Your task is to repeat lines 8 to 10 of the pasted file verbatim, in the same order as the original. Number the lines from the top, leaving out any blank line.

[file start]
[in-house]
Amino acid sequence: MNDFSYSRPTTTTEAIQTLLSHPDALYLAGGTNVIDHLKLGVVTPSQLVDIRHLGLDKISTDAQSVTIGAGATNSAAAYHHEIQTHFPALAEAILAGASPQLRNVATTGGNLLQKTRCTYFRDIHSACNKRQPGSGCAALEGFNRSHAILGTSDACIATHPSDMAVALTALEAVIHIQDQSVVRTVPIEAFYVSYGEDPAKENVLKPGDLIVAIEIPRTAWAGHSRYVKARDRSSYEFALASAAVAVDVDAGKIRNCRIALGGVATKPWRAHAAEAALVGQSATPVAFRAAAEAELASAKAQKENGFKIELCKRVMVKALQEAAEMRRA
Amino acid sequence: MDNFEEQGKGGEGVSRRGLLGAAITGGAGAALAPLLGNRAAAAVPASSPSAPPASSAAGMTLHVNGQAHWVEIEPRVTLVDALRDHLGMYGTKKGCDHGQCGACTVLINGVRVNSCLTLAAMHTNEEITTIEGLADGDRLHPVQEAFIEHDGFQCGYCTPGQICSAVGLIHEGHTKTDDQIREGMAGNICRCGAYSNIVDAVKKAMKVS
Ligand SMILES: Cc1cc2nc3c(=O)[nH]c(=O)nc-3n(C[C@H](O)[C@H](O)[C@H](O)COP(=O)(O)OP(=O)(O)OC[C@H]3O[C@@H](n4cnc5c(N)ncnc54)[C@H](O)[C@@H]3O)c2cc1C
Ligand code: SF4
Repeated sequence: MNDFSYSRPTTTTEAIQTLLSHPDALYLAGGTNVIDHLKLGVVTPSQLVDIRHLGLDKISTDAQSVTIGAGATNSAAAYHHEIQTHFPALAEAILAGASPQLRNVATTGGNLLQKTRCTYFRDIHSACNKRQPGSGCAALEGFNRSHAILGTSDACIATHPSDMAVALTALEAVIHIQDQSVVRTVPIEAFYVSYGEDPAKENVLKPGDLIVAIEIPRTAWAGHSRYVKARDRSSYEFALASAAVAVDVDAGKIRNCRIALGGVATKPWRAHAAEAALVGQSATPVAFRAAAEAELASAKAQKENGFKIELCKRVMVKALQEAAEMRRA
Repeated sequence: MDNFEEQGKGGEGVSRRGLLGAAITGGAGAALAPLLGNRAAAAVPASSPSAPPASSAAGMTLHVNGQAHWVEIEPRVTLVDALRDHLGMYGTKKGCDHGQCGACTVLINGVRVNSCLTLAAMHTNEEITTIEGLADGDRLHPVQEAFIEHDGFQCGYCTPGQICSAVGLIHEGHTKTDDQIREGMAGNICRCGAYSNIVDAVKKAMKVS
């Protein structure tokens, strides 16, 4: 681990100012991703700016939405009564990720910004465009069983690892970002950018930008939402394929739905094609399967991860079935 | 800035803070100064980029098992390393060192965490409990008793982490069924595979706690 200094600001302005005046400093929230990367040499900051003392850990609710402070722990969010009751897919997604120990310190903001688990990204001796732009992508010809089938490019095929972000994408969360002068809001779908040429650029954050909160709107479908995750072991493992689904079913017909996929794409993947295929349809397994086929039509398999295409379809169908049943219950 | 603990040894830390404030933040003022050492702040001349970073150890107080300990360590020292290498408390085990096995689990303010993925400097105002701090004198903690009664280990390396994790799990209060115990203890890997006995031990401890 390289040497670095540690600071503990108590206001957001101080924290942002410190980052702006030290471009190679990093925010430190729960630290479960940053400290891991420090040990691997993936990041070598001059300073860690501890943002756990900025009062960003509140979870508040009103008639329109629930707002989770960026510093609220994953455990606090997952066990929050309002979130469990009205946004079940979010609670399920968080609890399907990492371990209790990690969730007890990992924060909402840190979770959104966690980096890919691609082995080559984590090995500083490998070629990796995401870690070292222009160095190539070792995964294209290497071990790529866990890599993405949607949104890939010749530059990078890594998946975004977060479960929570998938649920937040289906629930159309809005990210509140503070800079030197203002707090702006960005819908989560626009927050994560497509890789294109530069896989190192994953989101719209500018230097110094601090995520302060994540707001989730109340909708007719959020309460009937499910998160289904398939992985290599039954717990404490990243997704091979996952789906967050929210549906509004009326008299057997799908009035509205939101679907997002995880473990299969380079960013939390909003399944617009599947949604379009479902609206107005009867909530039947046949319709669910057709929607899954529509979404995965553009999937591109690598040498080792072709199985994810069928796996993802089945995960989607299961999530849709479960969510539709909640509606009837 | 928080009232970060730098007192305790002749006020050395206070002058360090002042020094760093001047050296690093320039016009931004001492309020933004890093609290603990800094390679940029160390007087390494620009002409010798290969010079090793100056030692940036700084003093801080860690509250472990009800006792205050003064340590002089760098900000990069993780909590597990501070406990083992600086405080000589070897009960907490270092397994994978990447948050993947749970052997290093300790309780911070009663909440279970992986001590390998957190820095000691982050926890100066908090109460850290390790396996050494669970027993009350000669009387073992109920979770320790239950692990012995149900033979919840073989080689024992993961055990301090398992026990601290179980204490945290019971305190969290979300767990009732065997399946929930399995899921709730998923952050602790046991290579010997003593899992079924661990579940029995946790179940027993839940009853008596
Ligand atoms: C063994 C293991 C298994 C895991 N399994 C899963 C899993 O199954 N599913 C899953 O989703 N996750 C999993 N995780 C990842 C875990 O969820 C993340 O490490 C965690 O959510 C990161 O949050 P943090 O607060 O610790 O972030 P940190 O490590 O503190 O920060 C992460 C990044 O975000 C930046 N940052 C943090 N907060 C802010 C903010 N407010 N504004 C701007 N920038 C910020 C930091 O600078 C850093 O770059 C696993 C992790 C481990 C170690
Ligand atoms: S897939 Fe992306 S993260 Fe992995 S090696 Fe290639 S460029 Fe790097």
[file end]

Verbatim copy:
């Protein structure tokens, strides 16, 4: 681990100012991703700016939405009564990720910004465009069983690892970002950018930008939402394929739905094609399967991860079935 | 800035803070100064980029098992390393060192965490409990008793982490069924595979706690 200094600001302005005046400093929230990367040499900051003392850990609710402070722990969010009751897919997604120990310190903001688990990204001796732009992508010809089938490019095929972000994408969360002068809001779908040429650029954050909160709107479908995750072991493992689904079913017909996929794409993947295929349809397994086929039509398999295409379809169908049943219950 | 603990040894830390404030933040003022050492702040001349970073150890107080300990360590020292290498408390085990096995689990303010993925400097105002701090004198903690009664280990390396994790799990209060115990203890890997006995031990401890 390289040497670095540690600071503990108590206001957001101080924290942002410190980052702006030290471009190679990093925010430190729960630290479960940053400290891991420090040990691997993936990041070598001059300073860690501890943002756990900025009062960003509140979870508040009103008639329109629930707002989770960026510093609220994953455990606090997952066990929050309002979130469990009205946004079940979010609670399920968080609890399907990492371990209790990690969730007890990992924060909402840190979770959104966690980096890919691609082995080559984590090995500083490998070629990796995401870690070292222009160095190539070792995964294209290497071990790529866990890599993405949607949104890939010749530059990078890594998946975004977060479960929570998938649920937040289906629930159309809005990210509140503070800079030197203002707090702006960005819908989560626009927050994560497509890789294109530069896989190192994953989101719209500018230097110094601090995520302060994540707001989730109340909708007719959020309460009937499910998160289904398939992985290599039954717990404490990243997704091979996952789906967050929210549906509004009326008299057997799908009035509205939101679907997002995880473990299969380079960013939390909003399944617009599947949604379009479902609206107005009867909530039947046949319709669910057709929607899954529509979404995965553009999937591109690598040498080792072709199985994810069928796996993802089945995960989607299961999530849709479960969510539709909640509606009837 | 928080009232970060730098007192305790002749006020050395206070002058360090002042020094760093001047050296690093320039016009931004001492309020933004890093609290603990800094390679940029160390007087390494620009002409010798290969010079090793100056030692940036700084003093801080860690509250472990009800006792205050003064340590002089760098900000990069993780909590597990501070406990083992600086405080000589070897009960907490270092397994994978990447948050993947749970052997290093300790309780911070009663909440279970992986001590390998957190820095000691982050926890100066908090109460850290390790396996050494669970027993009350000669009387073992109920979770320790239950692990012995149900033979919840073989080689024992993961055990301090398992026990601290179980204490945290019971305190969290979300767990009732065997399946929930399995899921709730998923952050602790046991290579010997003593899992079924661990579940029995946790179940027993839940009853008596
Ligand atoms: C063994 C293991 C298994 C895991 N399994 C899963 C899993 O199954 N599913 C899953 O989703 N996750 C999993 N995780 C990842 C875990 O969820 C993340 O490490 C965690 O959510 C990161 O949050 P943090 O607060 O610790 O972030 P940190 O490590 O503190 O920060 C992460 C990044 O975000 C930046 N940052 C943090 N907060 C802010 C903010 N407010 N504004 C701007 N920038 C910020 C930091 O600078 C850093 O770059 C696993 C992790 C481990 C170690
Ligand atoms: S897939 Fe992306 S993260 Fe992995 S090696 Fe290639 S460029 Fe790097």